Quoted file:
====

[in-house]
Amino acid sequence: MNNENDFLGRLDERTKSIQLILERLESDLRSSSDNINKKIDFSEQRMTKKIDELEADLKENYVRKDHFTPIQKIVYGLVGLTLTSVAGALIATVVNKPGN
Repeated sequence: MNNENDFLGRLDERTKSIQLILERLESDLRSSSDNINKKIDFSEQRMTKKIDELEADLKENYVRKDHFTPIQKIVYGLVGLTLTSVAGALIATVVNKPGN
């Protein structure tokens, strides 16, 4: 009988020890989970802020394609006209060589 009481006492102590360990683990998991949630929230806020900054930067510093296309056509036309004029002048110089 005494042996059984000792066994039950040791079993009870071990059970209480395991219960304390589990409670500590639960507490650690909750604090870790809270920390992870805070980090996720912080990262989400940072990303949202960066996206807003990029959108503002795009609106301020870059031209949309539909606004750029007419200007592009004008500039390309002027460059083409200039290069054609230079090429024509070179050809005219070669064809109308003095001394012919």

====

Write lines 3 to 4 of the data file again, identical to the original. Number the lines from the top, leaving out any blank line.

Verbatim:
Repeated sequence: MNNENDFLGRLDERTKSIQLILERLESDLRSSSDNINKKIDFSEQRMTKKIDELEADLKENYVRKDHFTPIQKIVYGLVGLTLTSVAGALIATVVNKPGN
């Protein structure tokens, strides 16, 4: 009988020890989970802020394609006209060589 009481006492102590360990683990998991949630929230806020900054930067510093296309056509036309004029002048110089 005494042996059984000792066994039950040791079993009870071990059970209480395991219960304390589990409670500590639960507490650690909750604090870790809270920390992870805070980090996720912080990262989400940072990303949202960066996206807003990029959108503002795009609106301020870059031209949309539909606004750029007419200007592009004008500039390309002027460059083409200039290069054609230079090429024509070179050809005219070669064809109308003095001394012919």